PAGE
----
Regardless, both commentaries revolved around the same undeniable premise: that male American actors are getting kicked in the teeth by the mates from down under and the blokes from across the pond.
This trend drives actor-filmmaker John Lacy “bonkers.” His word, not mine.
“I think we’ve raised back-to-back generations of American kids who are more aware of their carbon foot print and the newest, fastest XBOX and iPhone than their character, their back bone,” Lacy told me when we sat down at Jones Cafe last week to discuss his latest creation, a dynamic new web series called The Reveal…
“I’m calling it a “Gothic Desert Noir Comic Opera,” he replied when I asked him to describe the series. “When I first assembled my cast I told them they would have more questions than answers…that the plot would reveal itself as we peeled back the onion.”
And how did they respond to that particular slice of evasive ambiguity?
“Well, considering I hand-picked not only some of my closest pals for this project, but actors whom I knew to be true collaborative artists, I got the response I anticipated…which was ‘when do we start?'”
And what a cast he assembled.
What began as a table read with a dozen notable character actors and ingenues, quickly ballooned to a rambunctious cast of 30 well-trained, mostly veteran actors, each handed customized roles to sink their chops in to.
“Told all of them from the very first table read that as a storyteller I am no longer interested in ‘realism,'” he explained. “I quoted Stanley Kubrick’s memorable instruction to Jack Nicholson on the set of The Shining, where he said ‘Yes, Jack, it’s real…but it’s not interesting.'”
And Kubrick is just one of the many legendary filmmakers Lacy has been drawing from (stealing?) to create the dangerous, surreal landscape on display in The Reveal…; a show already being described as “the most original web series ever.”
“We began our first cast meeting with a five-minute visual montage of modern-day films that I wanted our cast to absorb for texture and tonal references. Films like True Romance, Memento, Stranger than Paradise, Reservoir Dogs, and David Lynch’s Wizard of Oz homage, Wild at Heart.
“Once we established that thematic working template, I got more specific with each character as I went back and devoured classic films noir (The Killing, Gun Crazy, The Asphalt Jungle), providing each actor with specific actor references from that rich era of films made from the early 1940s through the late 50s. From Sterling Hayden to Peter Lorre to Elisha Cook, Jr. to Agnes Moorehead, and, of course, Humphrey Bogart and Lauren Bacall.”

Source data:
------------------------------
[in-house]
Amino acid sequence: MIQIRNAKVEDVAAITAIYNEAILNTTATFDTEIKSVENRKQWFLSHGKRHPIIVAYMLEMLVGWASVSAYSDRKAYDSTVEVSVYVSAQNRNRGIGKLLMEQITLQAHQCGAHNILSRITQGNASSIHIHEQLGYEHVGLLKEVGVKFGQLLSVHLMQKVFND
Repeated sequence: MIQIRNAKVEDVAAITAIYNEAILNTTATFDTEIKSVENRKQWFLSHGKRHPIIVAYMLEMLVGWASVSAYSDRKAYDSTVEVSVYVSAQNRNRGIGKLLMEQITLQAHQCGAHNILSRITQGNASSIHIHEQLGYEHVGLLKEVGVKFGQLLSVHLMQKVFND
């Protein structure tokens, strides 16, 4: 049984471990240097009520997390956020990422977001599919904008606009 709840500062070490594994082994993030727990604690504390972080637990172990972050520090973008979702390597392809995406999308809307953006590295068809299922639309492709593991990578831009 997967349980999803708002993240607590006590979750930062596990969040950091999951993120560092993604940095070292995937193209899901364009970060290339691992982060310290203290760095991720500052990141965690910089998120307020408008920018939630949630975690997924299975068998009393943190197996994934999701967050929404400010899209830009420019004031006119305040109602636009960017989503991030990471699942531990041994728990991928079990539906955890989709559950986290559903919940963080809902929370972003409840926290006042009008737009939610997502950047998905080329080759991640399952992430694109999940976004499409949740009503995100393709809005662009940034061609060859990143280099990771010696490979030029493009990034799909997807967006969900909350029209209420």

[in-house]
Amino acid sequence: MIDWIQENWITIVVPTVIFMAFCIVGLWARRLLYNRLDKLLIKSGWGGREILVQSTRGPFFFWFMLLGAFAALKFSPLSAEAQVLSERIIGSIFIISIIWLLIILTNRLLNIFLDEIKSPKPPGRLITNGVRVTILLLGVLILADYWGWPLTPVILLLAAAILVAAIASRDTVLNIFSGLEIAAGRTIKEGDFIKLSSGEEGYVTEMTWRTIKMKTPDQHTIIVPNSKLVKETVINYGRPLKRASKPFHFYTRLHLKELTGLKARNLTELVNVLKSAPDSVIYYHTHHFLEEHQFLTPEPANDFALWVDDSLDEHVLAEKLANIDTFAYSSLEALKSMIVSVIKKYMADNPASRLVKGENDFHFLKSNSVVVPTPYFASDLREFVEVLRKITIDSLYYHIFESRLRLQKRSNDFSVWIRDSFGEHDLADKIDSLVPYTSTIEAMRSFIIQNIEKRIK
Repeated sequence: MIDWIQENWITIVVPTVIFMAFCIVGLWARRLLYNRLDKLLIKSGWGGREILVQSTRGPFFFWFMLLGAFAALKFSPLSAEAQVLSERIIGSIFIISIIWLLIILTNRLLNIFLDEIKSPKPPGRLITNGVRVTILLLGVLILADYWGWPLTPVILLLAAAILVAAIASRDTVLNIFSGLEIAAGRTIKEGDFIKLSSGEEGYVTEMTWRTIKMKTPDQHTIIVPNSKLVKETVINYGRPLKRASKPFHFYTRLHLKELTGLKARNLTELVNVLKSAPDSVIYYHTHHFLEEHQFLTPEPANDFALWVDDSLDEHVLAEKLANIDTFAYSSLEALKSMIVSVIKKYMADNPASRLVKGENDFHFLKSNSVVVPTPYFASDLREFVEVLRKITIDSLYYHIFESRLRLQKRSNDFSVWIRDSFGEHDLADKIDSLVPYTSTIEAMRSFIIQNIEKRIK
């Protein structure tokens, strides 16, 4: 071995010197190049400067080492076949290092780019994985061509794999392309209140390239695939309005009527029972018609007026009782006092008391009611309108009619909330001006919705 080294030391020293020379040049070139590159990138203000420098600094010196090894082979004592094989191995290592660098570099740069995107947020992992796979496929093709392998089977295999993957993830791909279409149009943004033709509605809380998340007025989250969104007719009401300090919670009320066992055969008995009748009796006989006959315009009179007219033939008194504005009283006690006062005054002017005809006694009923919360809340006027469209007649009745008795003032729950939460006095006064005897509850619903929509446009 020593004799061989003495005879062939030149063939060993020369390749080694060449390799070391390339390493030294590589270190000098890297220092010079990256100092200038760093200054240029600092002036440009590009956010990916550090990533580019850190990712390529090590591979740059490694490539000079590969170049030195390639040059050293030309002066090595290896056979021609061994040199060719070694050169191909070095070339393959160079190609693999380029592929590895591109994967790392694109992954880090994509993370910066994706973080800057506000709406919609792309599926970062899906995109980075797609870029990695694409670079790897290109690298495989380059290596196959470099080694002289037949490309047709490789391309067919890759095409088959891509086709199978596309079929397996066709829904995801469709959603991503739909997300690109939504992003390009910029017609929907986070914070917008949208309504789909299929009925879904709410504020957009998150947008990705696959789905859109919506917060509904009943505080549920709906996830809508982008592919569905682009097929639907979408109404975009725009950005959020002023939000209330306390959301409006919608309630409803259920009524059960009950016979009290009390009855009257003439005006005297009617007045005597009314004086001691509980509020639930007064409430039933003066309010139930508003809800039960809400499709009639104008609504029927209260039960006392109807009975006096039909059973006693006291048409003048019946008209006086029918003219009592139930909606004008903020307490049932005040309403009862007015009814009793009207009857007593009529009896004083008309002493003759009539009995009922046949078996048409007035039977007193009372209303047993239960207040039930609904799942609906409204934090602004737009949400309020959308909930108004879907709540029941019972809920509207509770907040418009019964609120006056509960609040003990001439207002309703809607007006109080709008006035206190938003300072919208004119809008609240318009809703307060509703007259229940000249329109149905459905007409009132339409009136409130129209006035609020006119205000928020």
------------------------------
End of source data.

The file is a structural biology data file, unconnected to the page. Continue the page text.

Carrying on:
“On the one hand, because of my nearly 30 years in this business, I’m a kid in a candy store when it comes to actors to choose from,” Lacy explained as our food arrived, not too coincidentally delivered by a fellow actor he is friendly with. After an exchange of “great to see you” pleasantries, he continued. “But, it’s a delicate balance when you’re working on such a limited budget with such a skeleton crew and very few of the creature comforts actors become accustomed to when they are working. It only takes one actor who’s not on board with the creative process of the machine to send the train in to the ditch.”
So, of course, I had to ask him: Have there been any divas?
“Not one,” he takes the question in stride. “But that’s not to say this project hasn’t been a beast. Look around any one of our working sets and you will see how ambitious this show is. It is unlike anything else going on in Hollywood right now. I say that with complete confidence. I want to hold this up as a working model of what can be accomplished when everyone dives in to the process and releases expectation of results.
What I have learned with profound clarity on The Reveal… is that I have extremely good taste and judgement in the artists I choose to surround myself with. I’ve also learned to trust my own storytelling instincts, whereas not too long ago I could be talked out of my ideas by a mere shrug of indifference or a devil’s advocate ‘why are you doing it that way?
Now I’m just doing what I like. Working with the people I want to work with. Period.”
Actor and novelist, Charles Carpenter was one of the first to be enlisted by Lacy. He plays a tough-talking (but naive), video game crazed urban cowboy. “Working on this show, with this group, has reinvigorated my love for acting and storytelling. It’s the kind of job when you’re not working you still want to go to set just to watch the work. Everyone is so good!”
“Both the actors and the script provide a depth of emotion, encouraged by the director,” says Jimm Giannini, a long time friend of the filmmaker. Giannini plays one of the show’s most unhinged characters, Larry “Lasagna.” “It was great to watch each actor, one after another, come in and just hit it hard, no holding back.”